The reasons for the anticipated rise in e-learning are many. Evolving new techniques of technology-enabled teaching could drive e-learning growth. Further, there's a growing need for upskilling. Many working professionals are now feeling underprepared to keep pace with new digital skills. Online learning is the method of choice. It allows people to study via the devices they prefer. That is also a huge plus-point.
Topic selection is a stumbling block for many Knowledge Commerce marketers. This is especially so for first-time course creators. Your challenge is in finding out where you can have the biggest impact. Ask yourself. Which pain-points most trouble your audiences'? How can you best help solve these for them?
3. Membership sites are a good idea for those who already have a solid bank of knowledge content
The idea behind membership sites as a Knowledge Commerce product is this. You may have built up a good library of content. Maybe you have a good number of ebooks, short courses, templates, and worksheets. Your customers may want all this in pick-and-choose doses. They may like to pay for access to your library through monthly subscriptions.
With membership sites, you can set pricing plans at different levels. You can thus allow graded access to your library of knowledge products. Having lots of members paying you a small fee every month could make your income more reliable. It may also help you stop trading your time for money. You can use your time to create more products, so your library grows in value.
Membership sites have some clear plus points. They also have some areas of challenge. It pays to get into this kind of Knowledge Commerce product with your eyes open. It also helps to know what members perceive as “value” in membership sites. What makes them want to belong to the site? What makes them remain members for a long time?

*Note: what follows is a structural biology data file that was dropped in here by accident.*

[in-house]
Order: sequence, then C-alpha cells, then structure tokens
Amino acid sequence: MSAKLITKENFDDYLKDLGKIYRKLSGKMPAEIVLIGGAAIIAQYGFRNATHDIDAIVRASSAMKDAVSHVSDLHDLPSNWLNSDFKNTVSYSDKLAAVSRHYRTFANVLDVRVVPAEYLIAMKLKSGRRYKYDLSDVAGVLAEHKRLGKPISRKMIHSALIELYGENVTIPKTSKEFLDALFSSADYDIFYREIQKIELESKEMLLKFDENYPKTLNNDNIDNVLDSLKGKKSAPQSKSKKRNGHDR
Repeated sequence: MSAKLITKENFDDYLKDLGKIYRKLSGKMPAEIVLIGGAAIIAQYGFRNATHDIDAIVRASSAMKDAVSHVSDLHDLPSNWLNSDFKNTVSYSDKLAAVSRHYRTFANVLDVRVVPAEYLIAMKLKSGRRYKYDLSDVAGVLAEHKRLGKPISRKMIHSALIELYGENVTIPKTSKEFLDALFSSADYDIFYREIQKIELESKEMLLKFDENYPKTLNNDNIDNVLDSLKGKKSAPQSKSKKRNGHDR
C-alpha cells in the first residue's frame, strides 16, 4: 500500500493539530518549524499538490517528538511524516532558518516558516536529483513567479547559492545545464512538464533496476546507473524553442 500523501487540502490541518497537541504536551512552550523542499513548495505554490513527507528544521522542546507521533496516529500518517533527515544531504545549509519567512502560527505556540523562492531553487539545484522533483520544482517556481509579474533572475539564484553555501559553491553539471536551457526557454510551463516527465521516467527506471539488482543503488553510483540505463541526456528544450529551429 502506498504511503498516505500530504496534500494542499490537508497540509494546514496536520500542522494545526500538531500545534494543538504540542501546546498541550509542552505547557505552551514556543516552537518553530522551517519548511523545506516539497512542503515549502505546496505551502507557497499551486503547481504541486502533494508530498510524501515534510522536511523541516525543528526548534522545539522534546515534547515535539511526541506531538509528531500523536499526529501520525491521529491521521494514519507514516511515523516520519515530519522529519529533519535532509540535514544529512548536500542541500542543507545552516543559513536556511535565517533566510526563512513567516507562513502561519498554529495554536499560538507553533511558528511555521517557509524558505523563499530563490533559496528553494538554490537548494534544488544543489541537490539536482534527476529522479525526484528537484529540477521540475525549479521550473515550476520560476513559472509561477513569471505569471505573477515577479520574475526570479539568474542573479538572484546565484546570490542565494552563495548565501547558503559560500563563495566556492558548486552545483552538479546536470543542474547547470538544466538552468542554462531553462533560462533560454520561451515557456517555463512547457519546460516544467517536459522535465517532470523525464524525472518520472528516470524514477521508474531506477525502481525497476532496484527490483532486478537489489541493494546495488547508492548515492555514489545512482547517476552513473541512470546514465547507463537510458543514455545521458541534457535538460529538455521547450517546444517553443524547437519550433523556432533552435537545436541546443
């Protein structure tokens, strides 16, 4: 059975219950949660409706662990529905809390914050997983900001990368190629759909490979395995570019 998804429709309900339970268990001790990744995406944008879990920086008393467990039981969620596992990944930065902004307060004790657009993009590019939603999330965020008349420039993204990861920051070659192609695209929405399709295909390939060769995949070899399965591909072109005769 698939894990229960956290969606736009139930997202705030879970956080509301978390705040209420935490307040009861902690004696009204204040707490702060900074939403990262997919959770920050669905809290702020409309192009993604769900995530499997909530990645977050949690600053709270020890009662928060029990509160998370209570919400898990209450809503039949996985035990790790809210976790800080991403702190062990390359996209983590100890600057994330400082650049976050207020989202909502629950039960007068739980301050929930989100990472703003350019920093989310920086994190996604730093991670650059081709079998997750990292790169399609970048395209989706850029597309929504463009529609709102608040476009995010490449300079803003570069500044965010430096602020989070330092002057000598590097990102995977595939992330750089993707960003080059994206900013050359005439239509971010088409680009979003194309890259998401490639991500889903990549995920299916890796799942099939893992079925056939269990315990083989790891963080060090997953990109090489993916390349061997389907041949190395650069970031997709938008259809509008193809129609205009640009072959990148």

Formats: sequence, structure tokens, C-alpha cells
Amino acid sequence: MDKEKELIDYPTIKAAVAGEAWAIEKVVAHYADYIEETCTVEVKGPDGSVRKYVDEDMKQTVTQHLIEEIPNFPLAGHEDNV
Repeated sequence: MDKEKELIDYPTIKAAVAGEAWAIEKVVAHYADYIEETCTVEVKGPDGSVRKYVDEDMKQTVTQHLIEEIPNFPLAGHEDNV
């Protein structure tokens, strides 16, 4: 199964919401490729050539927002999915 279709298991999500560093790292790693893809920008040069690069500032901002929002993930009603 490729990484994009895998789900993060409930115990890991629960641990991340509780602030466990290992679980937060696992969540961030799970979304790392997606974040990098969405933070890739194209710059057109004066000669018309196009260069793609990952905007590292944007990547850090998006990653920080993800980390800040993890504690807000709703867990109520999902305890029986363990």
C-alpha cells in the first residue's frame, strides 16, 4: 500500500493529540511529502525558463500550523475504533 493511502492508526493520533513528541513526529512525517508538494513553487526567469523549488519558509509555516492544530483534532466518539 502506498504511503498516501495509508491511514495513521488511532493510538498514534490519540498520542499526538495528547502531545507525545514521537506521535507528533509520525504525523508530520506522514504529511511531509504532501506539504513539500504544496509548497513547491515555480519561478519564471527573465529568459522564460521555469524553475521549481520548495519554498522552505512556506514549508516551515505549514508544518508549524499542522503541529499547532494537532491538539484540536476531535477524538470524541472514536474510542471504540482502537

4. Consultancy services are the easiest to start. But it takes a lot to satisfy a customer
According to the Harvard Business Review: “Each year management consultants receive more than $2 billion for their services. Much of this money pays for impractical data and poorly implemented recommendations. Clients need to ask more from such advisers, who in turn must learn to satisfy expanded expectations.” This is a client's point of view.
Another description I’ve read is this one: “If you’re not part of the solution there’s good money to be made in prolonging the problem.” This could be a mischievous consultant’s point of view. This second explanation sums up to me why people get suspicious before hiring a consultant. It’s tough to quantify what attitude you’ll get for what you pay.
Of all the Knowledge Commerce products you can sell, professional consultancy must be the easiest. Technically, you need nothing beyond a landing page on your site. But you may need to understand what role you should play, and what you shouldn’t, in a customer’s life. An ideal consultant should be exactly like a doctor. A patient usually comes to a doctor complaining of the symptoms. It’s the doctor’s job to palliate the symptoms but also diagnose the underlying problem if he wants to cure the patient.
To learn even more of this topic, read on ...